Bartender vs. Mixologist

By Carmen Schmidt |

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The rattle of a cocktail shaker has made it to almost every episode of this season’s Check, Please! While the food is usually the main event at most restaurants, cocktails are often the icing on the cake.

On this weeks show, guest reviewer Jessica takes us to Bridgeportfor a family-owned restaurant called Nana. At Nana’s, the seasonal menu of breakfast and brunch classics are made using fresh organic ingredients from local growers and farmers. Our guest reviewers raved about their fresh and delicious dishes that have wonderful Mexican flavors. The star of the show was the Baked Chilaquiles which is a corn tortilla casserole, filled with poblano cream and accompanied with black beans. But guest reviewers Marcus and Susan were blown away by the amazing Bloody Mary cocktails. Nana’s makes a roasted poblano Bloody Mary with crop organic vodka, house-made pickles and vegetables, and wild ricegouda that guest reviewer Marcus says was simply the best!

When I think of brunch, I don’t usually think of cocktails. My immediate thought is of fresh squeezed orange juice. However, brunch cocktails are some of the most innovative delights, using unexpected ingredients that enhance your meal. These creations, along with the cocktails you’d expect to find in the evening, are typically the work of mixologists.

Mixology, as defined by the fourth edition of the American Heritage Dictionary of the English Language, is the study of preparing mixed drinks. A Mixologist is a bartender, but a bartender is not always a mixologist. According to the Professional Bartending School of America, the difference between a bartender and a mixologist is that the mixologist has more extensive training, has greater industry knowledge, and usually works in more upscale food and beverage establishments. However, many people say a good bartender keeps a lively, happy bar – serving drinks quickly and occasionally creating his or her own drink concoctions. A mixologist uses fresh ingredients, like fruits and vegetables, and unique techniques to conjure up intricately flavored cocktails. While getting just the right pour from a beer tap is a skill, creating cocktails takes a little longer, involves several “tools” of the trade, and like the bar scene at The Drawing Room, includes some theatrical flare.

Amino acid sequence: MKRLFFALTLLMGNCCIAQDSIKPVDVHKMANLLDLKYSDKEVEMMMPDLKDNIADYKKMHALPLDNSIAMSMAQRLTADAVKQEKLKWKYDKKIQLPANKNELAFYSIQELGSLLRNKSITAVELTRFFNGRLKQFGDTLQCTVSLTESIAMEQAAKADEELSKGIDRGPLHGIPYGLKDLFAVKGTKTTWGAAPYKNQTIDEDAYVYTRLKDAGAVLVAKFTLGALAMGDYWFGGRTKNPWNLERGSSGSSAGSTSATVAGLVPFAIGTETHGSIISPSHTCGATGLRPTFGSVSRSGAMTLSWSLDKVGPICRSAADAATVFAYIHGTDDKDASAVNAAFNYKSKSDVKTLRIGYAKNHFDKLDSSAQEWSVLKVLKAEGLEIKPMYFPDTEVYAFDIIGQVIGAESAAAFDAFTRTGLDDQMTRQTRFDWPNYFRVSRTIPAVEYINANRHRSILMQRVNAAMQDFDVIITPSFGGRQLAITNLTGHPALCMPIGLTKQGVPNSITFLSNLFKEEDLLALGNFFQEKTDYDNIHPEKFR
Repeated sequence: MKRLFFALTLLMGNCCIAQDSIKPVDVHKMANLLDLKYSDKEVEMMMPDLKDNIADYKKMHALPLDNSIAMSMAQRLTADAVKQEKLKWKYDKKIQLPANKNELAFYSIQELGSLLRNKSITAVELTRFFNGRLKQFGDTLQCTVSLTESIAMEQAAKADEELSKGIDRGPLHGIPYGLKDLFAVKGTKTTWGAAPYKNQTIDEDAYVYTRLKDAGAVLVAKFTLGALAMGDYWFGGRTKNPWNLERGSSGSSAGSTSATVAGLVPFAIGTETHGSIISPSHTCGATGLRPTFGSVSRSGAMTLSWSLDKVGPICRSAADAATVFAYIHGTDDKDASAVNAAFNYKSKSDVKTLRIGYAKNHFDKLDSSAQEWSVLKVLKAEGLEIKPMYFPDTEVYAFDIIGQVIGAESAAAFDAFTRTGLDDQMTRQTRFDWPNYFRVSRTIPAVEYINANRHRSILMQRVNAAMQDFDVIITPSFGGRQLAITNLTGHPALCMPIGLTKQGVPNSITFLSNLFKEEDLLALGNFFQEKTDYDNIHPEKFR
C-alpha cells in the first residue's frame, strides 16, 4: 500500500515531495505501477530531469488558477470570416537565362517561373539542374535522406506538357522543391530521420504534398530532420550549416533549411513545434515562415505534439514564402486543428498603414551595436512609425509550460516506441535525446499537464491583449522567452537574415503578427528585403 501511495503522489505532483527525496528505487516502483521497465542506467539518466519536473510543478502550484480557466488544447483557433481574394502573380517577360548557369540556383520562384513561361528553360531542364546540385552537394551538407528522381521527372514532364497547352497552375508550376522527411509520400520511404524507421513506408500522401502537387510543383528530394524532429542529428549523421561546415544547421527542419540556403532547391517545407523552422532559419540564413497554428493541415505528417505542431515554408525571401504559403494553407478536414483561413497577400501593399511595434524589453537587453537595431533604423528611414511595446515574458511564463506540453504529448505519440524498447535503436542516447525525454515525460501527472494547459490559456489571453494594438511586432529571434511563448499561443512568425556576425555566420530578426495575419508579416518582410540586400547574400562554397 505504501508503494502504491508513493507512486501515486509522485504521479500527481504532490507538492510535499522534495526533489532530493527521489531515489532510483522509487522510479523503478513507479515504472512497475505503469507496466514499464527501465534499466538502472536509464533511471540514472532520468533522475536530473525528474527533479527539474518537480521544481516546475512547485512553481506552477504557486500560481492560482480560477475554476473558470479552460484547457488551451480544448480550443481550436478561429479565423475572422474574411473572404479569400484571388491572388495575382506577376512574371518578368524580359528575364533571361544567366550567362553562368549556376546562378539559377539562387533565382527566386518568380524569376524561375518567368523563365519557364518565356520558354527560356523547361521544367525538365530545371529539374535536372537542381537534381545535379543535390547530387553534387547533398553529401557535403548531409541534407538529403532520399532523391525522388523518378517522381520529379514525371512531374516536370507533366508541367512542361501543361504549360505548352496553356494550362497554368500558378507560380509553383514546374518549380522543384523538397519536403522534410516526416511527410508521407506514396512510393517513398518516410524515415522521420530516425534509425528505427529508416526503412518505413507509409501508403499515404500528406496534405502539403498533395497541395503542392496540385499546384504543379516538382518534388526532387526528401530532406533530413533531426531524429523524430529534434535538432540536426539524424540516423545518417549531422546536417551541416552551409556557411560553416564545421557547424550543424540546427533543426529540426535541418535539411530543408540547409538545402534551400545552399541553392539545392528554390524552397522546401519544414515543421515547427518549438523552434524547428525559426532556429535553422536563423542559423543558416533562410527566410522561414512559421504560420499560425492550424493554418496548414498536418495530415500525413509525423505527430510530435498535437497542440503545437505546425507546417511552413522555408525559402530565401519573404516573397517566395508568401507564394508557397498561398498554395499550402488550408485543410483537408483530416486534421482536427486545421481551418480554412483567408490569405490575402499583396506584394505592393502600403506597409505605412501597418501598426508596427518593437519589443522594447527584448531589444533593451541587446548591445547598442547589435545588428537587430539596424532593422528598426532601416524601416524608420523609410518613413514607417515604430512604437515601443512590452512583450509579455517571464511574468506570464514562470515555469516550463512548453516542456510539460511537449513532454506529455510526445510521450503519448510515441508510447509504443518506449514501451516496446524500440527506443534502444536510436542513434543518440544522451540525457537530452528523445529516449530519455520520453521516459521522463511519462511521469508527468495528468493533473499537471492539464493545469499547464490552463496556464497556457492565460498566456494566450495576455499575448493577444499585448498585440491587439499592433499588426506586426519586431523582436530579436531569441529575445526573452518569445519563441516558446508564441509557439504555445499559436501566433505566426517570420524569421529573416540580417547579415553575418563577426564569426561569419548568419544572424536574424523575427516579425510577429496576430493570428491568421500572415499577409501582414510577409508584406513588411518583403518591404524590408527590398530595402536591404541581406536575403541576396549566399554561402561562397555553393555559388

Guest reviewer Susan introduced us to the “sex-in-the-city” vibe at The Drawing Room. Here the bar is where the action is. Mixologist Charles Joly, a cocktail competitor, is responsible for developing the beverage program at The Drawing Room. His drinks call for house-made syrups and juices along with herbs, bitters, fruits, vegetables, and sometimes obscure liquors that are a sheer delight to the crowd at his bar. He pairs the flavors of his creations with the dishes served in the dining room to create a complete upscale dining experience. You can even get your drinks prepared tableside as they come around with a custom-built cart. Like guest reviewer Jessica suggests, this is the perfect place to take anyone who wants to experience “fancy” drinks in the big city!

Happy eating and drink responsibly!

Carmen M. Schmidt
Associate Producer, Check, Please!

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